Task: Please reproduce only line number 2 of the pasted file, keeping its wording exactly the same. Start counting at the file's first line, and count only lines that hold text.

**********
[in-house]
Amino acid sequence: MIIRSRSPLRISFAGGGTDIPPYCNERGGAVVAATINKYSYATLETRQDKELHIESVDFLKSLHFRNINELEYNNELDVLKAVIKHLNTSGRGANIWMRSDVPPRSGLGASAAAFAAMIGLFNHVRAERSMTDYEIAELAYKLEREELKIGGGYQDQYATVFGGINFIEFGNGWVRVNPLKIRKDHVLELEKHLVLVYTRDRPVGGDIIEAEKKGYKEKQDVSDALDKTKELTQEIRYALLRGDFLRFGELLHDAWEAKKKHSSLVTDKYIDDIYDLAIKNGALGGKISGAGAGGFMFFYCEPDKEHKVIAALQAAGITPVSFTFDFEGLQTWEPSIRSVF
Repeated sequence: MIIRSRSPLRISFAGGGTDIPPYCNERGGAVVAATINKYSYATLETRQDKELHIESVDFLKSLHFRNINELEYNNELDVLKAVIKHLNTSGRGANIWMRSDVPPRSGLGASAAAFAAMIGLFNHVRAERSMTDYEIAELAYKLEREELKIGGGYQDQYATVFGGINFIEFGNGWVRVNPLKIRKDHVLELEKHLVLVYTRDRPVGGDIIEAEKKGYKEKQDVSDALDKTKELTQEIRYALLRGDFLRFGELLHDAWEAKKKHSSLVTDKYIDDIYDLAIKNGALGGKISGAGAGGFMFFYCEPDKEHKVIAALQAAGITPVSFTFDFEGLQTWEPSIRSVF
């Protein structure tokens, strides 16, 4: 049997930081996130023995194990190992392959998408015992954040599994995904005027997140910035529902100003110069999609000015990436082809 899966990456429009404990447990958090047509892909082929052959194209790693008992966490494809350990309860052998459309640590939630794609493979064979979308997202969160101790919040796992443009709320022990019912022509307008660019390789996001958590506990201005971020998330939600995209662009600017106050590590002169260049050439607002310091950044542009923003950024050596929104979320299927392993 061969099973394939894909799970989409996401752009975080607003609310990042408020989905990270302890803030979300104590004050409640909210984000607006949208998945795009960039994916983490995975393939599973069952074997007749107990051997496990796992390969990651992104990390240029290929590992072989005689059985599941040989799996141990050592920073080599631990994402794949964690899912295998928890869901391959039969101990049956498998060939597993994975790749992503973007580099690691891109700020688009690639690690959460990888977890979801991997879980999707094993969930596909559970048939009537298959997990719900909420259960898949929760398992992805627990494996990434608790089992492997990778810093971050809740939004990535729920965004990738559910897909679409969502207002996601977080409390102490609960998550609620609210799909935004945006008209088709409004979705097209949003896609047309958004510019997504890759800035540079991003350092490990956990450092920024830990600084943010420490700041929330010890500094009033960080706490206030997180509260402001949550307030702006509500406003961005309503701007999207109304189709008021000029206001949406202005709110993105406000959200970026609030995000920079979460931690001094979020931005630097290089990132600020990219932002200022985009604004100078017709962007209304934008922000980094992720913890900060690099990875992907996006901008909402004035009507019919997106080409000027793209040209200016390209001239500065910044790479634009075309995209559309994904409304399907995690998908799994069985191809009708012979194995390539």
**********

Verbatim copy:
Amino acid sequence: MIIRSRSPLRISFAGGGTDIPPYCNERGGAVVAATINKYSYATLETRQDKELHIESVDFLKSLHFRNINELEYNNELDVLKAVIKHLNTSGRGANIWMRSDVPPRSGLGASAAAFAAMIGLFNHVRAERSMTDYEIAELAYKLEREELKIGGGYQDQYATVFGGINFIEFGNGWVRVNPLKIRKDHVLELEKHLVLVYTRDRPVGGDIIEAEKKGYKEKQDVSDALDKTKELTQEIRYALLRGDFLRFGELLHDAWEAKKKHSSLVTDKYIDDIYDLAIKNGALGGKISGAGAGGFMFFYCEPDKEHKVIAALQAAGITPVSFTFDFEGLQTWEPSIRSVF